Congress drafts letter reportedly asking feds to look at Clemens

Roger Clemens' appearance before Congress not only may have failed to clear his name, it might also have led to more trouble.

The New York Times reported on Monday that the House Committee on Oversight and Government Reform has drafted a letter recommending that the Justice Department launch a criminal investigation into whether Clemens committed perjury during his testimony on Feb. 13.

Citing three lawyers familiar with the matter, the newspaper said that Clemens' accuser, Brian McNamee, was not included in the letter, prompting speculation that the committee has concluded that the trainer's testimony was truthful.

McNamee alleges in the Mitchell report that he injected Clemens with performance-enhancing drugs on at least 16 occasions. In a deposition and during his testimony, Clemens denied ever using PEDs.

The Feb. 13 hearing was split along partisan lines, with Republicans blasting McNamee and Democrats questioning the veracity of Clemens. The tenor of the event led many to believe that the committee would recommend an investigation into both Clemens and McNamee. Although McNamee could be included in a final recommendation from the committee, the draft letter suggests the group's thinking at this time.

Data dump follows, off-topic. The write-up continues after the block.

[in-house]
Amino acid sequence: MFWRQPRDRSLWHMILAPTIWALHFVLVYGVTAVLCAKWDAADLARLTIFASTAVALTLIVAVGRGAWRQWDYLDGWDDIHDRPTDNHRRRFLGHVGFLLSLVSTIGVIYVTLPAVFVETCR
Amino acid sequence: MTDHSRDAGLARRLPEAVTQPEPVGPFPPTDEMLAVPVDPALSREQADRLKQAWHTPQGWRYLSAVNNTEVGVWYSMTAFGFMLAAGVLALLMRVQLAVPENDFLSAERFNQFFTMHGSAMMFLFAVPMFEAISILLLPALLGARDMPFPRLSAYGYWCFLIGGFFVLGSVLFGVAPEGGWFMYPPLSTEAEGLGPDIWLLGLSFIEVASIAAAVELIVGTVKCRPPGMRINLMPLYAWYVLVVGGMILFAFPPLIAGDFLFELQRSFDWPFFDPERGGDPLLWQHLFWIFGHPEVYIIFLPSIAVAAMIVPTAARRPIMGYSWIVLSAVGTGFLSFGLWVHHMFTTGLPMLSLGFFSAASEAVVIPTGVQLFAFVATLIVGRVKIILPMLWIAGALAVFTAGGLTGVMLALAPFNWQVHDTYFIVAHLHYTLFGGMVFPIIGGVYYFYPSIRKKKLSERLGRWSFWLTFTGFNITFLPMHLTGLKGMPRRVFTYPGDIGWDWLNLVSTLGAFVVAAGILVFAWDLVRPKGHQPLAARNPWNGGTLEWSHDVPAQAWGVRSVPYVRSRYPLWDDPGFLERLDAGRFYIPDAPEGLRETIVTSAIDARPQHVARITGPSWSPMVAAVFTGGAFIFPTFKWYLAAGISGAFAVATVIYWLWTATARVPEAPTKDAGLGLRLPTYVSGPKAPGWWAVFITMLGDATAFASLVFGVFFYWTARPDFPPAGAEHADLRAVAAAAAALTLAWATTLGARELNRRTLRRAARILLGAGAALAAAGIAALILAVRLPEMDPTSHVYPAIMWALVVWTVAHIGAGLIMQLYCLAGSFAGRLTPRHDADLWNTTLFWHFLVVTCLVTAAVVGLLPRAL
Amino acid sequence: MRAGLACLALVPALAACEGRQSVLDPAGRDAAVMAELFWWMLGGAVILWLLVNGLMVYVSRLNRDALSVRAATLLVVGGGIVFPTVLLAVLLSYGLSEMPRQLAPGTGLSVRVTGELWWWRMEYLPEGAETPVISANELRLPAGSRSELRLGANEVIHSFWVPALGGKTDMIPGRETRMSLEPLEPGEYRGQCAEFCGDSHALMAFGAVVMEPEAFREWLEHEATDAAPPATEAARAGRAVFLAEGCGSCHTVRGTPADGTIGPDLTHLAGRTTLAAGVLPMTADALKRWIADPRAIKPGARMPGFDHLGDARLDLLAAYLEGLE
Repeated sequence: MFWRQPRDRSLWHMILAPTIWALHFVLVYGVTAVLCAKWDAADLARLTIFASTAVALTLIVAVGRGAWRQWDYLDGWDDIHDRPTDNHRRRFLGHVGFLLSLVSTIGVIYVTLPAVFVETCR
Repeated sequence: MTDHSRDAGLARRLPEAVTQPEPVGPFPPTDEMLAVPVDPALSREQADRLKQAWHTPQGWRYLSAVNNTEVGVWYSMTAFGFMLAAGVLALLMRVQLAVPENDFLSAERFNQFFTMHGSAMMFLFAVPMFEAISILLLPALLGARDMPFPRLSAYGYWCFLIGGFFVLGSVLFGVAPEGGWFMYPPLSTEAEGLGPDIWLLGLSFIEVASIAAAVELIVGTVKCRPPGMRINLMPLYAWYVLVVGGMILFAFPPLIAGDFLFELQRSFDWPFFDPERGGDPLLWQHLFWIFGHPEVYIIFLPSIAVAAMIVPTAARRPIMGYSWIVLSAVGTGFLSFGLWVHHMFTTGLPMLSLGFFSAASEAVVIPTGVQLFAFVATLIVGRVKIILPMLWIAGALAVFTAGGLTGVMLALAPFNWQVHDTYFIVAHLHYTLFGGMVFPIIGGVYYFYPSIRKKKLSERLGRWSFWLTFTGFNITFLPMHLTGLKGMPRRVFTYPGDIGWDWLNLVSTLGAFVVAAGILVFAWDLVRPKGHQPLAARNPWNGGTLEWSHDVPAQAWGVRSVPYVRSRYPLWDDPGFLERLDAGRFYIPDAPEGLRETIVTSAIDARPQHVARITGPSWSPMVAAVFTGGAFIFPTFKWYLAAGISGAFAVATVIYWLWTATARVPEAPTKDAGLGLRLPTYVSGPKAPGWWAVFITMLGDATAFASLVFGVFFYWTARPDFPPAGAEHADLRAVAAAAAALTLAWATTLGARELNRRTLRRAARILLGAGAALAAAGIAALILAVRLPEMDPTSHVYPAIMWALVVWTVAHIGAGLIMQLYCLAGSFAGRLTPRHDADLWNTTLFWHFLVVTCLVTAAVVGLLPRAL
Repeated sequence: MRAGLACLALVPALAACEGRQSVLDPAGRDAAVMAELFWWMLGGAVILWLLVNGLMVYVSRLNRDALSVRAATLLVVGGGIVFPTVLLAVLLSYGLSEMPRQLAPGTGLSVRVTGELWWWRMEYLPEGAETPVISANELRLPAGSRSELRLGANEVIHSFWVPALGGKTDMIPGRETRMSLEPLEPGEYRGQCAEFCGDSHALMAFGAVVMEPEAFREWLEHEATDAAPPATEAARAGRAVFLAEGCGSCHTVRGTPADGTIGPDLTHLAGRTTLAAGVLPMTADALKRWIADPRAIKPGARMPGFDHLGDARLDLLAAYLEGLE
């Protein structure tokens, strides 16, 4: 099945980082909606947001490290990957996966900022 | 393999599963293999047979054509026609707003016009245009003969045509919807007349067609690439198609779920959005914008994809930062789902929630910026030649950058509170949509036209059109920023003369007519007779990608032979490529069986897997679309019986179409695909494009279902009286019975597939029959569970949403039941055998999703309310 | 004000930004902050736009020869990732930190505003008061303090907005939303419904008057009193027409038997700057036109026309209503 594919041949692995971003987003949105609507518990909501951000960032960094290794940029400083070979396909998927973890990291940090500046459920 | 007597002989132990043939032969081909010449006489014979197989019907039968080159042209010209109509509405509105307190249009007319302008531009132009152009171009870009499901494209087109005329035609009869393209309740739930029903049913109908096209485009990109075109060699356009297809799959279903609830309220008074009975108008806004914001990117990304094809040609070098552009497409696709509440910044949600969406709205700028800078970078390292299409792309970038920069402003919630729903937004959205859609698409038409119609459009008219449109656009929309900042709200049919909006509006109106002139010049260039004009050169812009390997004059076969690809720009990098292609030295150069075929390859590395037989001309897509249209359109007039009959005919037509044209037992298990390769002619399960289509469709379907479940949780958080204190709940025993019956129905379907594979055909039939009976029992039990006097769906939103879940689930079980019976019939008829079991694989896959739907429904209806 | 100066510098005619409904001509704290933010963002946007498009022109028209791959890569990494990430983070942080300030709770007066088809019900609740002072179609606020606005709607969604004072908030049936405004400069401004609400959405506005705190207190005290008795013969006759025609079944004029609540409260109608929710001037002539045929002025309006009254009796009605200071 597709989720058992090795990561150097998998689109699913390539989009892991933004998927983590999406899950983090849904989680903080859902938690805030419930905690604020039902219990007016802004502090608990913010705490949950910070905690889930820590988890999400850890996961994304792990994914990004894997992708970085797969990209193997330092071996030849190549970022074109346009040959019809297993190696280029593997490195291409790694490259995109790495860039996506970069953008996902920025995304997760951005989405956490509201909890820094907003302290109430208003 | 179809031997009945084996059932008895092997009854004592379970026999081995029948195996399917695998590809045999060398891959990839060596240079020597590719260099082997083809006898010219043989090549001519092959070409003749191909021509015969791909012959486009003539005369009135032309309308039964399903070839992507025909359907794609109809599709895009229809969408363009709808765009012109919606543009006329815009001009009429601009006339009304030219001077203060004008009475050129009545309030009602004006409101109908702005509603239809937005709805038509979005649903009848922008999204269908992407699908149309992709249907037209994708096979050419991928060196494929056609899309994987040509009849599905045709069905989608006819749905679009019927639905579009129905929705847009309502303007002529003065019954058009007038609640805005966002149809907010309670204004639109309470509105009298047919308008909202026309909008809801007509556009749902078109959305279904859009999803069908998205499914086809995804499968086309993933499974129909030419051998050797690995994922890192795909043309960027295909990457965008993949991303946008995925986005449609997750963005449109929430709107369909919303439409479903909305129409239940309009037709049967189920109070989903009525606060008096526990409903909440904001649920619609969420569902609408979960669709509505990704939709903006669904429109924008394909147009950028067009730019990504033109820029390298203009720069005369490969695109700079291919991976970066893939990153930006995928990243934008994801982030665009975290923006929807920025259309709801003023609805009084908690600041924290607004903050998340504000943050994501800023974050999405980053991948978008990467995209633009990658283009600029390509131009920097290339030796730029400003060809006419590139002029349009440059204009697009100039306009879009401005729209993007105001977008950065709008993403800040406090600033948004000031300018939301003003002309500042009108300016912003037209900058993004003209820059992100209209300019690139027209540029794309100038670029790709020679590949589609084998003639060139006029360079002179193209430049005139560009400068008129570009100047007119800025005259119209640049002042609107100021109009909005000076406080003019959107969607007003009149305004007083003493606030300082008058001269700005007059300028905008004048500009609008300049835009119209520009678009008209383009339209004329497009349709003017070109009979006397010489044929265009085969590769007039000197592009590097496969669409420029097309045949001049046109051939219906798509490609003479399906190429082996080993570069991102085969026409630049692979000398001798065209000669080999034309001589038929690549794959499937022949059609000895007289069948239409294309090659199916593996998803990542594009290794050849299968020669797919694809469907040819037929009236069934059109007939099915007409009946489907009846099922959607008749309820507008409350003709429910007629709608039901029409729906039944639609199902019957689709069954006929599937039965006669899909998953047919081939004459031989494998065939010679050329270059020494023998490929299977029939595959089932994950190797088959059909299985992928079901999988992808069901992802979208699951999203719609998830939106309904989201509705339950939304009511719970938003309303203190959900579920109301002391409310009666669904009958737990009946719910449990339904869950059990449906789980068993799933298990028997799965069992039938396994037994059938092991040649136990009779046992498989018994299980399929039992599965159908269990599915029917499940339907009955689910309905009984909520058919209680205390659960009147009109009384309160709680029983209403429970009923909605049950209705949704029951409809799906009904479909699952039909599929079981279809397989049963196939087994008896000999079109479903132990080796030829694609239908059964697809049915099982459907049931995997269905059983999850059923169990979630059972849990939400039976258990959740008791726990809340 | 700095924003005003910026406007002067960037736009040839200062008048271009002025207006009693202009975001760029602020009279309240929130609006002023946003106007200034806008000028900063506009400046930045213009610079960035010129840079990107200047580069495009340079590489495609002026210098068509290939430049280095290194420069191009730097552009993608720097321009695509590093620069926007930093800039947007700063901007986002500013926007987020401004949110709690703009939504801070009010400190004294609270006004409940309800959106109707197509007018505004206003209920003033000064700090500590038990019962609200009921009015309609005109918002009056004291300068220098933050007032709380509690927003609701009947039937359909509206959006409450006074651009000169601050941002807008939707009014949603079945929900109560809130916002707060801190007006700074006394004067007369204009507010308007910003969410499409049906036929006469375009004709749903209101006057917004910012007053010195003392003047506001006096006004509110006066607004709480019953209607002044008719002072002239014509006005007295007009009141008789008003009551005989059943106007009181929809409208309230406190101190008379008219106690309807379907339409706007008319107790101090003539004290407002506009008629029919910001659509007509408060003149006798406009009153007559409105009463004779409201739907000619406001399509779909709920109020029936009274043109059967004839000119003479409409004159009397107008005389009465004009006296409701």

A letter from the committee is not binding in any way, and federal agents were present at the Feb. 13 hearing anyway.

"It simply puts informal public pressure on the Department of Justice to take a look at it and respond in some way to Congress' action," Todd D. Peterson, a law professor at the George Washington University School of Law who worked in the department's Office of Legal Counsel during the 1980's and 1990's, told the Times.

Karen Lightfoot, spokeswoman for committee chairman Henry Waxman, would not comment when asked about the existence of the draft letter. Waxman's chief of staff did not respond to telephone or e-mail messages.

Waxman and ranking Republican Tom Davis have been working in concert during the committee's look at steroids in baseball, dating to the 2005 hearing with Mark McGwire.

But as of Monday evening, the committee's sides hadn't been in contact about a letter or a referral.

"We've not been told about a draft letter. We haven't been told to expect one. And we haven't been told about a process where anyone was supposed to draft a letter," committee Republican general counsel Keith Ausbrook said.

Information from The Associated Press was used in this report.